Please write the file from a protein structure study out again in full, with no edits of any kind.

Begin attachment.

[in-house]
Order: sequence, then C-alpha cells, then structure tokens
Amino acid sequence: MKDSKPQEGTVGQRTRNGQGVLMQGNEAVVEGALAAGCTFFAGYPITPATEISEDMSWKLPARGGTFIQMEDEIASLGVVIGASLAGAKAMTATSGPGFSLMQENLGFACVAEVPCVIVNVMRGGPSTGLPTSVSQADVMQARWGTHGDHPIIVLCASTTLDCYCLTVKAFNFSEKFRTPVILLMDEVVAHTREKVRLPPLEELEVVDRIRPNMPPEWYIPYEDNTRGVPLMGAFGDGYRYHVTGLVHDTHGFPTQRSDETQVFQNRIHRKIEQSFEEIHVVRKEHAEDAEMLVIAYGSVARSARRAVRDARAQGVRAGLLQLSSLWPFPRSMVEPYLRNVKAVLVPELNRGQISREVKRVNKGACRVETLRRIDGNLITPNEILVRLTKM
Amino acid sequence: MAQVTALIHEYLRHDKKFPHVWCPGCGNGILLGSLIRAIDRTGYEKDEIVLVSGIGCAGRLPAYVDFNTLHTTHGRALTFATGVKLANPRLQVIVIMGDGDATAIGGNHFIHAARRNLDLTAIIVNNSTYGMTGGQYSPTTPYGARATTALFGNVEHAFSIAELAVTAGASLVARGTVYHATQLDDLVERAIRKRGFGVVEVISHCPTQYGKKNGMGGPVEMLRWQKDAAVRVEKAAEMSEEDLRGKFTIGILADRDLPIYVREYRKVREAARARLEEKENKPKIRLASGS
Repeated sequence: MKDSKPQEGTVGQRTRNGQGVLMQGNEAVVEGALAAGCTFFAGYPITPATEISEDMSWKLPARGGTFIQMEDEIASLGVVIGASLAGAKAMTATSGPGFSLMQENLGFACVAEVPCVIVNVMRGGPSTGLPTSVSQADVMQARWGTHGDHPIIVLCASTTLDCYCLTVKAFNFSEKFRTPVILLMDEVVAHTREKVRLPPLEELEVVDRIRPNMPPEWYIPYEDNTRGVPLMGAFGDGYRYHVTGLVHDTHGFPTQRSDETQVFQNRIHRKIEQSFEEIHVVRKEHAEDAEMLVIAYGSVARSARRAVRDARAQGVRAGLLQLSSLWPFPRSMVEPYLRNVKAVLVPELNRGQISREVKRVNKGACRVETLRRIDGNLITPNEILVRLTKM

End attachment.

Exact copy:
[in-house]
Order: sequence, then C-alpha cells, then structure tokens
Amino acid sequence: MKDSKPQEGTVGQRTRNGQGVLMQGNEAVVEGALAAGCTFFAGYPITPATEISEDMSWKLPARGGTFIQMEDEIASLGVVIGASLAGAKAMTATSGPGFSLMQENLGFACVAEVPCVIVNVMRGGPSTGLPTSVSQADVMQARWGTHGDHPIIVLCASTTLDCYCLTVKAFNFSEKFRTPVILLMDEVVAHTREKVRLPPLEELEVVDRIRPNMPPEWYIPYEDNTRGVPLMGAFGDGYRYHVTGLVHDTHGFPTQRSDETQVFQNRIHRKIEQSFEEIHVVRKEHAEDAEMLVIAYGSVARSARRAVRDARAQGVRAGLLQLSSLWPFPRSMVEPYLRNVKAVLVPELNRGQISREVKRVNKGACRVETLRRIDGNLITPNEILVRLTKM
Amino acid sequence: MAQVTALIHEYLRHDKKFPHVWCPGCGNGILLGSLIRAIDRTGYEKDEIVLVSGIGCAGRLPAYVDFNTLHTTHGRALTFATGVKLANPRLQVIVIMGDGDATAIGGNHFIHAARRNLDLTAIIVNNSTYGMTGGQYSPTTPYGARATTALFGNVEHAFSIAELAVTAGASLVARGTVYHATQLDDLVERAIRKRGFGVVEVISHCPTQYGKKNGMGGPVEMLRWQKDAAVRVEKAAEMSEEDLRGKFTIGILADRDLPIYVREYRKVREAARARLEEKENKPKIRLASGS
Repeated sequence: MKDSKPQEGTVGQRTRNGQGVLMQGNEAVVEGALAAGCTFFAGYPITPATEISEDMSWKLPARGGTFIQMEDEIASLGVVIGASLAGAKAMTATSGPGFSLMQENLGFACVAEVPCVIVNVMRGGPSTGLPTSVSQADVMQARWGTHGDHPIIVLCASTTLDCYCLTVKAFNFSEKFRTPVILLMDEVVAHTREKVRLPPLEELEVVDRIRPNMPPEWYIPYEDNTRGVPLMGAFGDGYRYHVTGLVHDTHGFPTQRSDETQVFQNRIHRKIEQSFEEIHVVRKEHAEDAEMLVIAYGSVARSARRAVRDARAQGVRAGLLQLSSLWPFPRSMVEPYLRNVKAVLVPELNRGQISREVKRVNKGACRVETLRRIDGNLITPNEILVRLTKM